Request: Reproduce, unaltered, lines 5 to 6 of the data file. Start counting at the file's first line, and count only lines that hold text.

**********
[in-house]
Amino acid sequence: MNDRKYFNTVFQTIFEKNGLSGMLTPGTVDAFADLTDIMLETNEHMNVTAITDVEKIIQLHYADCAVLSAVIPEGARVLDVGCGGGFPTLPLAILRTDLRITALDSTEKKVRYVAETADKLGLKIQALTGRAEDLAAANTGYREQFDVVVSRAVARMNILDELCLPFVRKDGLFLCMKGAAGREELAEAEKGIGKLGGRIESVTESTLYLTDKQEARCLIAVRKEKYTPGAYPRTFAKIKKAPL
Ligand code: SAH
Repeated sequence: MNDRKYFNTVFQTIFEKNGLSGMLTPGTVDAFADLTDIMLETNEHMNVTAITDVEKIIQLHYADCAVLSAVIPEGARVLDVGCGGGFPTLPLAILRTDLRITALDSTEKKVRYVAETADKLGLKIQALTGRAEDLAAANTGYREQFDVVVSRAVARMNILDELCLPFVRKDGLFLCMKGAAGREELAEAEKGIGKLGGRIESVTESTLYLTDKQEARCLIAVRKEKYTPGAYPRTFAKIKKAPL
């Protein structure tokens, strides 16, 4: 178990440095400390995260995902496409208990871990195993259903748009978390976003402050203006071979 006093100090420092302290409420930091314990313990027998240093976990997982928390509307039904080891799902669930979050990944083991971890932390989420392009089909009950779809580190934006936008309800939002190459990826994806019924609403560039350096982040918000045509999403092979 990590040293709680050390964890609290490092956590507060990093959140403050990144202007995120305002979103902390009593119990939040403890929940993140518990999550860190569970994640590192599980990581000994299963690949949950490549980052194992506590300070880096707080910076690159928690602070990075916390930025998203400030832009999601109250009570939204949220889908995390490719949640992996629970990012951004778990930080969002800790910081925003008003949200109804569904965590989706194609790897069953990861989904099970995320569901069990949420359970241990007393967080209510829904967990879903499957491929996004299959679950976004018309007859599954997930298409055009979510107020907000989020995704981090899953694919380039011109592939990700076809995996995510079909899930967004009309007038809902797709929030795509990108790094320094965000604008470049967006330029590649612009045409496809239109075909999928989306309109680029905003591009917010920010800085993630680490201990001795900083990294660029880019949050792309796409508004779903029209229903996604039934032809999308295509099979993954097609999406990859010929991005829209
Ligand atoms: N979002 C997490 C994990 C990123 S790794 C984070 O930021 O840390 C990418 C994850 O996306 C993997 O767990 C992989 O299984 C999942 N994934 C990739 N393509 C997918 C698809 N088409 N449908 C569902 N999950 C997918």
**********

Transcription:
């Protein structure tokens, strides 16, 4: 178990440095400390995260995902496409208990871990195993259903748009978390976003402050203006071979 006093100090420092302290409420930091314990313990027998240093976990997982928390509307039904080891799902669930979050990944083991971890932390989420392009089909009950779809580190934006936008309800939002190459990826994806019924609403560039350096982040918000045509999403092979 990590040293709680050390964890609290490092956590507060990093959140403050990144202007995120305002979103902390009593119990939040403890929940993140518990999550860190569970994640590192599980990581000994299963690949949950490549980052194992506590300070880096707080910076690159928690602070990075916390930025998203400030832009999601109250009570939204949220889908995390490719949640992996629970990012951004778990930080969002800790910081925003008003949200109804569904965590989706194609790897069953990861989904099970995320569901069990949420359970241990007393967080209510829904967990879903499957491929996004299959679950976004018309007859599954997930298409055009979510107020907000989020995704981090899953694919380039011109592939990700076809995996995510079909899930967004009309007038809902797709929030795509990108790094320094965000604008470049967006330029590649612009045409496809239109075909999928989306309109680029905003591009917010920010800085993630680490201990001795900083990294660029880019949050792309796409508004779903029209229903996604039934032809999308295509099979993954097609999406990859010929991005829209
Ligand atoms: N979002 C997490 C994990 C990123 S790794 C984070 O930021 O840390 C990418 C994850 O996306 C993997 O767990 C992989 O299984 C999942 N994934 C990739 N393509 C997918 C698809 N088409 N449908 C569902 N999950 C997918």